Digital transformation as a data-centric service

Is digital transformation something you can just buy into? No, but it is a data-centric process, and having the right products and people in place makes all the difference, according to Stratio.
Written by George Anadiotis, Contributor

Digital transformation must be one of the most over-hyped, least concrete terms around. Like every such term, it can mean different things to different people. It can also be a huge stress-generating, money-squandering machine for organizations. Because "if you're not doing it, your company will die and you will lose your CIO or IT leadership job. You'll be disrupted! Or fail the wrong side of the Innovator's Dilemma."

FUD aside however, the world abounds with examples of once iconic and now sidelined organizations that have failed to evolve. And we've heard it all before. So what's new, and what's big data got to do with it? A lot, according to Stratio, a startup from Spain that has set out to empower organizations to adopt digital transformation based on big data technology.

Stratio offers a range of products and services that aim to help organizations become data-driven. Stratio is coming out of stealth, and was a platinum sponsor for Big Data Spain a few months back. Oscar Mendez, Stratio's CEO, gave a keynote on digital transformation and Stratio's approach to it, and was keen to elaborate in an extended conversation.


Application-centric approaches have had their run, but are reaching their limits. Image: Stratio

Data-centric digital transformation

Stratio defines digital transformation based on three pillars: Customer-centricity, digital channels with an emphasis on mobile, and data intelligence and data driven decisions. The company's approach to the evolution of digital is in line with IDC's third platform framework, and Stratio is rather opinionated about this.

Stratio's take is that in order to be in a position to digitally transform themselves, organizations should have an infrastructure that enables them to do so. Stratio bases its approach on big data, microservices, and smart data centers.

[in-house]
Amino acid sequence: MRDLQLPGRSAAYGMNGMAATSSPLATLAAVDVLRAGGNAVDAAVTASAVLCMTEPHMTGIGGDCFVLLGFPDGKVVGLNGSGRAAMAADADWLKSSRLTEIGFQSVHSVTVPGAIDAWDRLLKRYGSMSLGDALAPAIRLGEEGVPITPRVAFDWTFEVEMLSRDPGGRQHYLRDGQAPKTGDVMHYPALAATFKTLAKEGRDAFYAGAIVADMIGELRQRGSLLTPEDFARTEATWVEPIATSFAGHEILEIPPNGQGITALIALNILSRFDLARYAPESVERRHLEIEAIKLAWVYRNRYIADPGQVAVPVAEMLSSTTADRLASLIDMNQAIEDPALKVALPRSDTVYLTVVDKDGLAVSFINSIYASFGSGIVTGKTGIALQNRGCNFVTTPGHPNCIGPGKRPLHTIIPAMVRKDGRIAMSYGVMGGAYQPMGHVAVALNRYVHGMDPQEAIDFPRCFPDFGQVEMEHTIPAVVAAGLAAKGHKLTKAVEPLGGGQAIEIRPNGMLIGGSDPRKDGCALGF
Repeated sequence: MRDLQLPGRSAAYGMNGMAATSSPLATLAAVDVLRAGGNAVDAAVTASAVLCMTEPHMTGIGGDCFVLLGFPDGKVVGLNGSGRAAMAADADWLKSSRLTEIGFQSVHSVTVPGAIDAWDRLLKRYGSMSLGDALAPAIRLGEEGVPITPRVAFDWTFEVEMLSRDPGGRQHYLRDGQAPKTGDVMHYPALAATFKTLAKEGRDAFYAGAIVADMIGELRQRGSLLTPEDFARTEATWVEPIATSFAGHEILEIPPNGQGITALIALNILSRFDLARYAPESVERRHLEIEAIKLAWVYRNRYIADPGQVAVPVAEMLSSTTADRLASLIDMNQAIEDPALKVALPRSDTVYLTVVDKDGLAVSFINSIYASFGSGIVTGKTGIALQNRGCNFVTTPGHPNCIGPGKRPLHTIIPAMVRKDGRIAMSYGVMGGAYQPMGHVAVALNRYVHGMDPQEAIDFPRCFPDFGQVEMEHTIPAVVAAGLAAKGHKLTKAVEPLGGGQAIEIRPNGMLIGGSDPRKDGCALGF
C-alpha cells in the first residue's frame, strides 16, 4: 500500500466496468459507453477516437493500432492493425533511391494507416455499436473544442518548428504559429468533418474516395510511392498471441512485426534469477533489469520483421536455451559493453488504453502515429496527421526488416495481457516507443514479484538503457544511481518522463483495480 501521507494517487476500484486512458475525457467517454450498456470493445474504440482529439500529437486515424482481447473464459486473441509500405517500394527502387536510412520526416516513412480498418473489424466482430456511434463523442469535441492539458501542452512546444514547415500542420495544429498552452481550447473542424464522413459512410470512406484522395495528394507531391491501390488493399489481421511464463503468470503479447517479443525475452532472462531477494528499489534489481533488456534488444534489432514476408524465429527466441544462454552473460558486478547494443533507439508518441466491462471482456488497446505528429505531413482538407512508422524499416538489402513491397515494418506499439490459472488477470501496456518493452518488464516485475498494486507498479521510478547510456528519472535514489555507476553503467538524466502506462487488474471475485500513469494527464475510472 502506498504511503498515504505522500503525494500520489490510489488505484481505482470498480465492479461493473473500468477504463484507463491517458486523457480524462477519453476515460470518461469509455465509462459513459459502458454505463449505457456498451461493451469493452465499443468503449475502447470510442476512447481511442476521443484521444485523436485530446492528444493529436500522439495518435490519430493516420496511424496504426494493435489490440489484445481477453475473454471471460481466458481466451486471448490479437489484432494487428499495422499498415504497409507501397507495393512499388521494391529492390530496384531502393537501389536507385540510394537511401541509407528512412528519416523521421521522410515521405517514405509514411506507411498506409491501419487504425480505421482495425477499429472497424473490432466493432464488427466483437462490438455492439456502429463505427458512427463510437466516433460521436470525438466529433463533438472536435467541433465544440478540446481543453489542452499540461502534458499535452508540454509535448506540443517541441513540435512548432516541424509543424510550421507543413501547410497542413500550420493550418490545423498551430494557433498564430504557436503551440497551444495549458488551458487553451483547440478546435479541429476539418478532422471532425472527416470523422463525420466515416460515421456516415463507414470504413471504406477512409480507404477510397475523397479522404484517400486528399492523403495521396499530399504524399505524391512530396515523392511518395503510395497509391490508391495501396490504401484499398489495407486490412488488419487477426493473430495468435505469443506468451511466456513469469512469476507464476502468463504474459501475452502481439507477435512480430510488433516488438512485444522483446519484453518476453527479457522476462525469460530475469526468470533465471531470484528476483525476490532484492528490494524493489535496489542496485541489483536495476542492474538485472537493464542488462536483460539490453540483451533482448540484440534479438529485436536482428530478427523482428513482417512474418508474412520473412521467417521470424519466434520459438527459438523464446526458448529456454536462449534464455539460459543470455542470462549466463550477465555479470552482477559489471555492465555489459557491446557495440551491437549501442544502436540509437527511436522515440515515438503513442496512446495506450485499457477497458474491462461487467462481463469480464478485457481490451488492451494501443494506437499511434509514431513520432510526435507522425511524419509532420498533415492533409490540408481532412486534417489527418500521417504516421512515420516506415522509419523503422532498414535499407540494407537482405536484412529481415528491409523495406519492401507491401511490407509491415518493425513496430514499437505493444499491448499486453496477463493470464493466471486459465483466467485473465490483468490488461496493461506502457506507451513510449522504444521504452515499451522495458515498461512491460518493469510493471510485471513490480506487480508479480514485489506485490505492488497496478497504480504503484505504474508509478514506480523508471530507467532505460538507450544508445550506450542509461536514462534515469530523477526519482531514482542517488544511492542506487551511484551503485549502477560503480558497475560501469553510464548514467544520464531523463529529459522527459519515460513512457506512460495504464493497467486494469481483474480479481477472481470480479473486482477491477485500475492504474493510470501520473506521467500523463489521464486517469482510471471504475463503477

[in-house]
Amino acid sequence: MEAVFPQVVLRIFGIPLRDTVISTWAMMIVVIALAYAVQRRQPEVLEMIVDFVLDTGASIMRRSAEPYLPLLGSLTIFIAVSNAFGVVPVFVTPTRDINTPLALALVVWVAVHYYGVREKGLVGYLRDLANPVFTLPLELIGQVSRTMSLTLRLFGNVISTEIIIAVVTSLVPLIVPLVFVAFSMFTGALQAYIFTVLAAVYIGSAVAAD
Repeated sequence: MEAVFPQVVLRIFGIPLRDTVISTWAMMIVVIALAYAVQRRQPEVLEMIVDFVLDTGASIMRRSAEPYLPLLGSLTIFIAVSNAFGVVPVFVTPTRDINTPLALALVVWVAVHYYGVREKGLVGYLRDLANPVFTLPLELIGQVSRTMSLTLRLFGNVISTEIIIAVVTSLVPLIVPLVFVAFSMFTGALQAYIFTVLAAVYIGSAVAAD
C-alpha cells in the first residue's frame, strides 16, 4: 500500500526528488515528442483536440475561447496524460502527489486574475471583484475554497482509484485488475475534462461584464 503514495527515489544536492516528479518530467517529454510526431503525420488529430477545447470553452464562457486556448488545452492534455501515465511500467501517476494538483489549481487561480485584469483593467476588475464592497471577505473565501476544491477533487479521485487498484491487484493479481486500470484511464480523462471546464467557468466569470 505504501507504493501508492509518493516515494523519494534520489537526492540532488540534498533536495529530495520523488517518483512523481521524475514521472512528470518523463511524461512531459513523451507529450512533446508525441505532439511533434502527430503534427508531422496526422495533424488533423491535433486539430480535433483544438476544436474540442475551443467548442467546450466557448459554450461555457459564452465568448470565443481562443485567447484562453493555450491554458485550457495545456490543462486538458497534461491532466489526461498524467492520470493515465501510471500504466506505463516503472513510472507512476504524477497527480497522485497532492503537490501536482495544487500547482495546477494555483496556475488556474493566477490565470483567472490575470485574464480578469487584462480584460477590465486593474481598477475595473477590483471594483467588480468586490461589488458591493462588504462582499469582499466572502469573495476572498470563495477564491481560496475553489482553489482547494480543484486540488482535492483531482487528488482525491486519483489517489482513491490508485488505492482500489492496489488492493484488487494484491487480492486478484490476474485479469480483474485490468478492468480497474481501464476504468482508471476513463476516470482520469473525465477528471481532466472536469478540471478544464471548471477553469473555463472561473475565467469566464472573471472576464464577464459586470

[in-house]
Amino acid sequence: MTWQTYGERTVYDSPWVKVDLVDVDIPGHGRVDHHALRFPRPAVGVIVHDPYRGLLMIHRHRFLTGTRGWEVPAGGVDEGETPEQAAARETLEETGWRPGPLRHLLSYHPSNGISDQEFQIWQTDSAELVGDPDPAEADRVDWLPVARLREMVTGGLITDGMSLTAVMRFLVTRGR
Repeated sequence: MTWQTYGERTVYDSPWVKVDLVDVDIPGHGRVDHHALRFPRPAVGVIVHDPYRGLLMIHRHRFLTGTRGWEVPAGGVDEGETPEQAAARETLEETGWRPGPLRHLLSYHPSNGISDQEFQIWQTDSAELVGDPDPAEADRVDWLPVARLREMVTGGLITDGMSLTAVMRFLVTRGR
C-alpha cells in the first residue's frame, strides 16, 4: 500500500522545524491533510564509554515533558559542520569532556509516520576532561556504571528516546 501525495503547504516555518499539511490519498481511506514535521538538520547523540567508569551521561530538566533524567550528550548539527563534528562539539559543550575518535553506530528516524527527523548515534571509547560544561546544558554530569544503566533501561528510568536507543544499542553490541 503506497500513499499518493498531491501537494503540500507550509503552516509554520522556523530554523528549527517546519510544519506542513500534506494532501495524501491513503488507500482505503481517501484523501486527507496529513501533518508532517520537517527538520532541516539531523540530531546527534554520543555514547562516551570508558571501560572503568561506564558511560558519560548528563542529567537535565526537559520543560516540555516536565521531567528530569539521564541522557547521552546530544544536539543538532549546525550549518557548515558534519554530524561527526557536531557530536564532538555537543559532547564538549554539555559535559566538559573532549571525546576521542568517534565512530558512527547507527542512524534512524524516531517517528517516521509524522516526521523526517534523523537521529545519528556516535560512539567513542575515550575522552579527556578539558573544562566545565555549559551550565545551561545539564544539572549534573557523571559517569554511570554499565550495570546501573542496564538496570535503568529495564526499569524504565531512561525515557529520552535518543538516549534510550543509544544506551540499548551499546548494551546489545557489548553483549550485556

The process of digitization that has been underway has resulted in an explosion in the number of applications in every organization. Initially these applications lived in isolation, but soon the need to combine the functionality provided by different applications became pronounced, giving birth to EAI (Enterprise Application Integration).

In EAI applications expose their functionality via APIs, adding an orchestration layer that can mix and match APIs to create new applications. The problem is that while extremely useful, this application-centric approach fails to address the data integration issue.

Integration occurs on the functionality level, but each application's data still lives in its own silo. This means that data from numerous sources has to be moved around and integrated in --often equally numerous -- data marts and warehouses to get a holistic view.

What Stratio advocates instead is what it calls a data-centric approach. The building blocks for this approach are scale-out big data and NoSQL solutions to unify operational and informational data stores, small and efficient micro-services instead of monoliths, and smart data centers -- what it calls an Enterprise Distributed Operating System.

Admittedly, there is nothing particularly revolutionary about each of these building blocks. Taken in isolation, each of those has been around for a while, and tech-savvy organizations have been using them and applying a similar approach to their architecture. But not all organizations are tech-savvy, and this is where Stratio comes in.


Stratio's data-centric approach. Image: Stratio

Is digital transformation a service or a product?

Stratio's value proposition consists of a range of products and services that go with it. The products, consisting of the core Stratio platform and Stratio Intelligence for enterprise data intelligence, Stratio Sparta for real-time processing, and Stratio Viewer for data visualization, are built on open-source industry leading solutions: Spark as the compute platform, Cassandra, MongoDB, Elastic, Postgres, and HDFS for storage, and DC/OS as the data center management platform.

The reasoning here is that it takes expertise across a range of areas to be able to use this infrastructure efficiently, so organizations that realize they need to move forward but are not able to do this as fast as they'd like due to restrictions in human resources and culture would be better off buying into a pre-packaged solution that just works.